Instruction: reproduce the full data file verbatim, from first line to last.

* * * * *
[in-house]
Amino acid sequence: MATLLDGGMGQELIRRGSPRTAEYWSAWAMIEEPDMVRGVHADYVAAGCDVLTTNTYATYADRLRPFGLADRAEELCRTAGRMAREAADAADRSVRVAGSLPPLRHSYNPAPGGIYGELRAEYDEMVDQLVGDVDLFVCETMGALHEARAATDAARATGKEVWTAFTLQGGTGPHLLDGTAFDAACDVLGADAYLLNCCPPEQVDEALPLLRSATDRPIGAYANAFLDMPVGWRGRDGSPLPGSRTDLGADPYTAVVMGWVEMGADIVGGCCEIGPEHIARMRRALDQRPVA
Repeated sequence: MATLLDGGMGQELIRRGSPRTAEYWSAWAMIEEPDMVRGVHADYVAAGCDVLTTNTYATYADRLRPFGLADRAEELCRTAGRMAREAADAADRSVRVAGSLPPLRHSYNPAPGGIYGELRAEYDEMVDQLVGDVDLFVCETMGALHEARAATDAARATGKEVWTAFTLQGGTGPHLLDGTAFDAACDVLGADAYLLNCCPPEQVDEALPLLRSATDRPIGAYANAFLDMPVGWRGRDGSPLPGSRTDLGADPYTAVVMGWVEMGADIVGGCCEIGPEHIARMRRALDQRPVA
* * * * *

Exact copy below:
[in-house]
Amino acid sequence: MATLLDGGMGQELIRRGSPRTAEYWSAWAMIEEPDMVRGVHADYVAAGCDVLTTNTYATYADRLRPFGLADRAEELCRTAGRMAREAADAADRSVRVAGSLPPLRHSYNPAPGGIYGELRAEYDEMVDQLVGDVDLFVCETMGALHEARAATDAARATGKEVWTAFTLQGGTGPHLLDGTAFDAACDVLGADAYLLNCCPPEQVDEALPLLRSATDRPIGAYANAFLDMPVGWRGRDGSPLPGSRTDLGADPYTAVVMGWVEMGADIVGGCCEIGPEHIARMRRALDQRPVA
Repeated sequence: MATLLDGGMGQELIRRGSPRTAEYWSAWAMIEEPDMVRGVHADYVAAGCDVLTTNTYATYADRLRPFGLADRAEELCRTAGRMAREAADAADRSVRVAGSLPPLRHSYNPAPGGIYGELRAEYDEMVDQLVGDVDLFVCETMGALHEARAATDAARATGKEVWTAFTLQGGTGPHLLDGTAFDAACDVLGADAYLLNCCPPEQVDEALPLLRSATDRPIGAYANAFLDMPVGWRGRDGSPLPGSRTDLGADPYTAVVMGWVEMGADIVGGCCEIGPEHIARMRRALDQRPVA